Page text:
State and federal economic development officials view access to high-speed Internet as a way to boost rural economies, where traditional industries such as farming, forestry, and paper making have declined, and connect them to 21st-century services, such as online education and telemedicine.
With private telecommunication companies unable to profitably extend their networks to sparsely populated areas, state, federal, and local governments have stepped in.
In Leverett, for example, voters in 2012 approved borrowing $3.6 million — nearly $1,900 per resident — for the town to lay fiber lines to 800 premises and connect to the main trunk built by the state.
“More and more communities understand that high-speed wired Internet access represents critical infrastructure right up there with telephone and roads,” said David Talbot, a fellow at the Berkman Center for Internet & Society at Harvard University. “Community networks are often seen as a way to advance economic development, attract high-tech businesses, cut municipal costs, and bring competition to the market.”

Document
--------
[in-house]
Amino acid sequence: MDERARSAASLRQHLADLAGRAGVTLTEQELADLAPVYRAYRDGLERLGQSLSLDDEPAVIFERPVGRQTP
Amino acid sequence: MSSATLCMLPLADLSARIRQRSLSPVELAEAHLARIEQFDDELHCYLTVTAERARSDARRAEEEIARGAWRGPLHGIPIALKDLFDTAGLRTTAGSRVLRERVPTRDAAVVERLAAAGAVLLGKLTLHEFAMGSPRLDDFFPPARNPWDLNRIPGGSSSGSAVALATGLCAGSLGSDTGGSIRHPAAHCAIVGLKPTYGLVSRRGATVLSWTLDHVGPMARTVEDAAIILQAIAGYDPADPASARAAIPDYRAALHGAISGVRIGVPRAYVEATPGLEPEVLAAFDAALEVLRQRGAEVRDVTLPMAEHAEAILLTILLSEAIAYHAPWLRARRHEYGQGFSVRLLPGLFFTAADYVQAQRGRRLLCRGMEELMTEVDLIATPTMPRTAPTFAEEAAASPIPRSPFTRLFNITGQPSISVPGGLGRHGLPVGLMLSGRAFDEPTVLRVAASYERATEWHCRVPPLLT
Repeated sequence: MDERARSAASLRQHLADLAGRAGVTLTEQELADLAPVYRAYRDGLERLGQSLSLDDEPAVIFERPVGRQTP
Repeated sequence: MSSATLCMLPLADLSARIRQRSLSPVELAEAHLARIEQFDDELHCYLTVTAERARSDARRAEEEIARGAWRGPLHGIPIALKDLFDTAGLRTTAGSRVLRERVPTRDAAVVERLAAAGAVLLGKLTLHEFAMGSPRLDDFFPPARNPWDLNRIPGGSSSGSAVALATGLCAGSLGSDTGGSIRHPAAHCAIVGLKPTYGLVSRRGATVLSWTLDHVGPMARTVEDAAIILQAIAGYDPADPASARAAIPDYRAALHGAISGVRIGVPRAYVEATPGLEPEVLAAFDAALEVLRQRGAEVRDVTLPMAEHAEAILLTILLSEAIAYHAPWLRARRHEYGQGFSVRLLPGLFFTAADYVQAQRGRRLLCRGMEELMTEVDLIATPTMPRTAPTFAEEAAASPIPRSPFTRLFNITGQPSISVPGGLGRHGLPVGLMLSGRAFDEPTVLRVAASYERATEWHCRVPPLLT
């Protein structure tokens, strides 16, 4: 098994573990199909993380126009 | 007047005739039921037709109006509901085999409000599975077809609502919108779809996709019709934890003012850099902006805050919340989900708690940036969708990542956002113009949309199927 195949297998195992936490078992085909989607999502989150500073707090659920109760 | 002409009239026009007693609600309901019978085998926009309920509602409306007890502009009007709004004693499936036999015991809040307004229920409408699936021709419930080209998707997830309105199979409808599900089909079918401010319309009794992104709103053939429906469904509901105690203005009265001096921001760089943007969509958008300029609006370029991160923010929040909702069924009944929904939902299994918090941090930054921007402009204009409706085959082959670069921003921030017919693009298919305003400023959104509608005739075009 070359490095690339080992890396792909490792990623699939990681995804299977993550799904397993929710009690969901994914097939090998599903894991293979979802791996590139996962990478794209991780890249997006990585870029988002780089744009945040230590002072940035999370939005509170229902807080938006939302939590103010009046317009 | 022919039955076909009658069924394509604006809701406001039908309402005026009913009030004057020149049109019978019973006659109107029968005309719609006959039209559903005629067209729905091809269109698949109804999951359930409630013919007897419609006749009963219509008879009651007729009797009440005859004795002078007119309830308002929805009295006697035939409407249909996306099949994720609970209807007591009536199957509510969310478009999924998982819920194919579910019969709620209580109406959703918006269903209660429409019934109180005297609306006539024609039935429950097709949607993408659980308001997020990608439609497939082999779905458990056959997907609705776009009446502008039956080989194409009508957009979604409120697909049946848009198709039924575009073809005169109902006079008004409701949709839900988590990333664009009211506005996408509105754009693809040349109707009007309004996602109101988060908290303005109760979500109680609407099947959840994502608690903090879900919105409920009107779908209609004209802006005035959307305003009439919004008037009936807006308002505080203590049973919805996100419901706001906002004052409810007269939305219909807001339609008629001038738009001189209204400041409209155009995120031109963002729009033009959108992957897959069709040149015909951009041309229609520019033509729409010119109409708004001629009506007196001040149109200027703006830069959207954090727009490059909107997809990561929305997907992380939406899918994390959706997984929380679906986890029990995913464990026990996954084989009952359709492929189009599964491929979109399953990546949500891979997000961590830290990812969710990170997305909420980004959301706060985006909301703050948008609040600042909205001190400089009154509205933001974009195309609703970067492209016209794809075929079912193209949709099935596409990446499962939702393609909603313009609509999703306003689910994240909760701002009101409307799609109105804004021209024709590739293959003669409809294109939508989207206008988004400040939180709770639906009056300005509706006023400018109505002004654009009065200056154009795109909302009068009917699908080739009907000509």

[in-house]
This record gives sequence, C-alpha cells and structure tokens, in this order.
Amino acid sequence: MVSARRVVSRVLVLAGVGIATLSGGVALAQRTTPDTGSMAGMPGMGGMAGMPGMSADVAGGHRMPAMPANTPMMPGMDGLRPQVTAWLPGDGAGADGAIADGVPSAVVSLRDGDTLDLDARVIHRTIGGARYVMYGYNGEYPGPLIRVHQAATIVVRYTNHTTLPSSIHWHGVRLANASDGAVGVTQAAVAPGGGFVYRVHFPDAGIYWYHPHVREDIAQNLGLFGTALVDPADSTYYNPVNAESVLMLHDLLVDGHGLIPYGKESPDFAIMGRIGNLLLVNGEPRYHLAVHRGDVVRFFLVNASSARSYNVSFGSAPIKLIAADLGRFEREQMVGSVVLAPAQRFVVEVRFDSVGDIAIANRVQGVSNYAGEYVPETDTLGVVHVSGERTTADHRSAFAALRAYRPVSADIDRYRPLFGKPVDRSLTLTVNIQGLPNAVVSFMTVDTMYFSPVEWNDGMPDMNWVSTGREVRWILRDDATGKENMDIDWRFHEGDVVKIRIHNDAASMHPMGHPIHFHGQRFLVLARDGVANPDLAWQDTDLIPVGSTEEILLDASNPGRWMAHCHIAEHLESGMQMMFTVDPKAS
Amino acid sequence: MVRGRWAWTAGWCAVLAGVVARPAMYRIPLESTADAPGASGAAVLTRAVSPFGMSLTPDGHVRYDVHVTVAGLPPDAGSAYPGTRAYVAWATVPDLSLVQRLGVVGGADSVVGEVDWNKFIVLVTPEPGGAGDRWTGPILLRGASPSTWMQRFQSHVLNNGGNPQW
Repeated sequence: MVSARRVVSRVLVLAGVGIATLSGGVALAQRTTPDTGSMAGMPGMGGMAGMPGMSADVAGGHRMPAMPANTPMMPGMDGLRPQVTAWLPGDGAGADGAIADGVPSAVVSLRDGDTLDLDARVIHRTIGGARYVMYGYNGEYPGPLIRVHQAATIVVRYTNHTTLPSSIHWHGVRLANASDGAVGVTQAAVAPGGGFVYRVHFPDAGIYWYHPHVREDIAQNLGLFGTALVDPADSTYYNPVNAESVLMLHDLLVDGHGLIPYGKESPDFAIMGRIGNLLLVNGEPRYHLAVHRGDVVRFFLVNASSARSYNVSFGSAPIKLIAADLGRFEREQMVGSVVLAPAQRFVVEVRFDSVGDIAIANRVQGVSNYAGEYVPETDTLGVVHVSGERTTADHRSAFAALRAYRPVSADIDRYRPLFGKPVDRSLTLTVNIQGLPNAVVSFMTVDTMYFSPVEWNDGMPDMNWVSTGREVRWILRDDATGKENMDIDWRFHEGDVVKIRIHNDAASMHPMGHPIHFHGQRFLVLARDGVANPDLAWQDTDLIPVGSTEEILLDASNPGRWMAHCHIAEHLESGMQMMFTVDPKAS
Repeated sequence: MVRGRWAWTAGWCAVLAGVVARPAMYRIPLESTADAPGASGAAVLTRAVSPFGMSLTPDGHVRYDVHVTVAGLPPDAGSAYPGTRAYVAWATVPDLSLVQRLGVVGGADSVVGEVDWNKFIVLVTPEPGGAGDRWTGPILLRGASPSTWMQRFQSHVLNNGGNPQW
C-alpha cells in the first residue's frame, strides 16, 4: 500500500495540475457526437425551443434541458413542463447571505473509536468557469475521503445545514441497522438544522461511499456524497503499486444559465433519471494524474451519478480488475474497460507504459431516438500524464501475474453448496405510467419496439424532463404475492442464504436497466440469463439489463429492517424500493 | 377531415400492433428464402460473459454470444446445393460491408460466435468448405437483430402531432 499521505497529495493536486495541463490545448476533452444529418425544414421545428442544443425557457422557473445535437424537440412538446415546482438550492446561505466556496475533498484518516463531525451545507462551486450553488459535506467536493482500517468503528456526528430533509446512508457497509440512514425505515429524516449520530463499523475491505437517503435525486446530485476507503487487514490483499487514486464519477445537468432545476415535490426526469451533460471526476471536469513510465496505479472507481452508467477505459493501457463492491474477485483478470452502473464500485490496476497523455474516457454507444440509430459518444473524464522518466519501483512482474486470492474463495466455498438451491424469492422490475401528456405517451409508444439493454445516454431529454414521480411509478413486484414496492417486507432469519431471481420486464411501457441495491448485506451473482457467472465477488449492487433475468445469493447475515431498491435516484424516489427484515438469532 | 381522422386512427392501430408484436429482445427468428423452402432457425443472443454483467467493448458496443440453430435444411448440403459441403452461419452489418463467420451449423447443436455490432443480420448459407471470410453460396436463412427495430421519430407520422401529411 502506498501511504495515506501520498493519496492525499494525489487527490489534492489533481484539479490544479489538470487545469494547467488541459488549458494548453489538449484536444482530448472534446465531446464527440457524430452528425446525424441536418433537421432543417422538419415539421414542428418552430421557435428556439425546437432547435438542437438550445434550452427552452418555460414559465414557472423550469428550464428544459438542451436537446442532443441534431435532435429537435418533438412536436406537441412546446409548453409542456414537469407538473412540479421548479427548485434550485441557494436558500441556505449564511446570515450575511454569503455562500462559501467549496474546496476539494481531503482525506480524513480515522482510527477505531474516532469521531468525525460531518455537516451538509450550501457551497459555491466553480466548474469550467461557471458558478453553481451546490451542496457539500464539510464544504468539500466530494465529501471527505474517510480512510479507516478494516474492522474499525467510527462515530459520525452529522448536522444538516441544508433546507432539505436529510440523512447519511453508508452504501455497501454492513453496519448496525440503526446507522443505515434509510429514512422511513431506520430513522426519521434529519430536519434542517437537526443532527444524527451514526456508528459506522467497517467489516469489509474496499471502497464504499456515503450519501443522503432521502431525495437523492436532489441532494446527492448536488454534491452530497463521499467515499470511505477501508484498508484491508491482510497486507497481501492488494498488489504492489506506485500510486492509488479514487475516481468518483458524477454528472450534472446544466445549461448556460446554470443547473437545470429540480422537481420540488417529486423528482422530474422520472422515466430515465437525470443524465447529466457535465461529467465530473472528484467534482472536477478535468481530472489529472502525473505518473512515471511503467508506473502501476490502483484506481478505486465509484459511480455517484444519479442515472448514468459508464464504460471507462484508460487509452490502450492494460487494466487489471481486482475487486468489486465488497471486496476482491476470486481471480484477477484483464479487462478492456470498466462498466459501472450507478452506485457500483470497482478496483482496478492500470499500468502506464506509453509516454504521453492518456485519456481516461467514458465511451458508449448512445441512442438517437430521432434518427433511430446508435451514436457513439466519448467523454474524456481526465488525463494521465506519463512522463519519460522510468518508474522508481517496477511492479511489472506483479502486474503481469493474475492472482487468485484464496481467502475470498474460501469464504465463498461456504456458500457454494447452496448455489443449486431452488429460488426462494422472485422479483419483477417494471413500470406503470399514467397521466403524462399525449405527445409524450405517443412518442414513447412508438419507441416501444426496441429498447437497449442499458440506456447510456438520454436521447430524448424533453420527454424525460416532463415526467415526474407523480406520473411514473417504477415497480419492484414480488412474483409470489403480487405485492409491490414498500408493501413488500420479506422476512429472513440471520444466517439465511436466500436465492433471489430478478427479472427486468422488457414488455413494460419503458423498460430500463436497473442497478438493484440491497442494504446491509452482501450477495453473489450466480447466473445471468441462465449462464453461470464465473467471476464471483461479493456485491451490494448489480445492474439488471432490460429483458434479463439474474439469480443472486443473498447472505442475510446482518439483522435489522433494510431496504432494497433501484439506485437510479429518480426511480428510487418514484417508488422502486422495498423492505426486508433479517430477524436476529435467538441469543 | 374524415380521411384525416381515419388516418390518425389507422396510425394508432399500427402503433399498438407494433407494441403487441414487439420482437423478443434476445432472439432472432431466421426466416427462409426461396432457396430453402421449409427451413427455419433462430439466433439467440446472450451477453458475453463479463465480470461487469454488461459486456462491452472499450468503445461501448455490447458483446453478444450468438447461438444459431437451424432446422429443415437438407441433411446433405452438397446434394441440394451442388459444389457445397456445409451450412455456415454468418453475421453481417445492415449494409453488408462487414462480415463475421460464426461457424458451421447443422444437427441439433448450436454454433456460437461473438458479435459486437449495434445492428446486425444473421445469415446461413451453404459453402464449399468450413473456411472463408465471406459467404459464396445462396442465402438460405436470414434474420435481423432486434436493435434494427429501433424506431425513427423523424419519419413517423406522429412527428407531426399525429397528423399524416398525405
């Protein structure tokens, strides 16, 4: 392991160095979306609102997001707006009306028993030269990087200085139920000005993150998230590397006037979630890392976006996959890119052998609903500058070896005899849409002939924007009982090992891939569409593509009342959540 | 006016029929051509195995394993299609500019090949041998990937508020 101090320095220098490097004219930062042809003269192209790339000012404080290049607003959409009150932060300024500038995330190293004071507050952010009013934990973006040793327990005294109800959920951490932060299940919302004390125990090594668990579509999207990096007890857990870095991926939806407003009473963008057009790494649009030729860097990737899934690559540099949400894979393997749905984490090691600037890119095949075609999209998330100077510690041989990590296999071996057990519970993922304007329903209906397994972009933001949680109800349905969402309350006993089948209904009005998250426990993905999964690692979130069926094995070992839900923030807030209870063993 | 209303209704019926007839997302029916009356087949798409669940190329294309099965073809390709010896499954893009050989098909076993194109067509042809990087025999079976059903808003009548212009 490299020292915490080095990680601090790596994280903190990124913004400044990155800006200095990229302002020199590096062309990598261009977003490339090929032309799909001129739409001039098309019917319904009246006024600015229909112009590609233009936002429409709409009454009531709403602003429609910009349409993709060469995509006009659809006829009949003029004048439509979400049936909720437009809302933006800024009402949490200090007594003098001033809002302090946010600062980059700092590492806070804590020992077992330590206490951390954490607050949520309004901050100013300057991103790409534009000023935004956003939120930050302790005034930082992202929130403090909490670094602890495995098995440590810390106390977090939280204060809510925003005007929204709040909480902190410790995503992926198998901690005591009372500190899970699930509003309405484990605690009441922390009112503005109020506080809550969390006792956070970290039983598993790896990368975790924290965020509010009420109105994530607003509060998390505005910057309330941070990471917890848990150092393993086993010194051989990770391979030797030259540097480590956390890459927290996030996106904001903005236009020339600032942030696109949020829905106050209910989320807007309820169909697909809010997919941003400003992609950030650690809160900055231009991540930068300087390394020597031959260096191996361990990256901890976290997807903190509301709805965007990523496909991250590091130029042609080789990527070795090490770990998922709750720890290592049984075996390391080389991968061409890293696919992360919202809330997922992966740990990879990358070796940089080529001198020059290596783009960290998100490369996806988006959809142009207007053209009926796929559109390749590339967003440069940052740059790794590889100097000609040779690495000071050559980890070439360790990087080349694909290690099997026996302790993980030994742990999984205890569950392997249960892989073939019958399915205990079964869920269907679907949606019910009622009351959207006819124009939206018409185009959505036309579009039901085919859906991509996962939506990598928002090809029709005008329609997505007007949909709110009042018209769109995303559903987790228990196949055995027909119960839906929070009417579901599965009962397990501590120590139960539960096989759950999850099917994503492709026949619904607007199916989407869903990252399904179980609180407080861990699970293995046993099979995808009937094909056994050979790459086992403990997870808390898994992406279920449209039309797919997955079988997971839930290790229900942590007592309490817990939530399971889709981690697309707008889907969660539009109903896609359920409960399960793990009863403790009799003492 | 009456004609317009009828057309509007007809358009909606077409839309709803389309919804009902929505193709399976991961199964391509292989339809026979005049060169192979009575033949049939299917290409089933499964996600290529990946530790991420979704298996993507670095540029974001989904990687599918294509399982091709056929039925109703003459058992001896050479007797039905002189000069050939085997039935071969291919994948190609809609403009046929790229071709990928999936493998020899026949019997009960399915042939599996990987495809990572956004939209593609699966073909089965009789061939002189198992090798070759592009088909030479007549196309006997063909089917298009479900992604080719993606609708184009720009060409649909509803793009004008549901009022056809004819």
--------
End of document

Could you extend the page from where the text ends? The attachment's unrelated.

The Massachusetts Broadband Institute, a quasi-public agency overseeing the Western Massachusetts project, estimates that completing the so-called last mile of fiber that connects end users will cost an additional $112 million. About $50 million will be funded by the state, and the rest from local funds.
About 32 towns have banded together in a group called Wired West, which is working with the broadband institute to build and operate fiber lines to individual buildings.
In recent months, about 19 of Wired West’s towns have approved borrowing a total of $30 million, according to Monica Webb, chairwoman of the collaborative. About five more will vote in few months, she said. All the local funding must be approved by June 2016 to qualify for state money.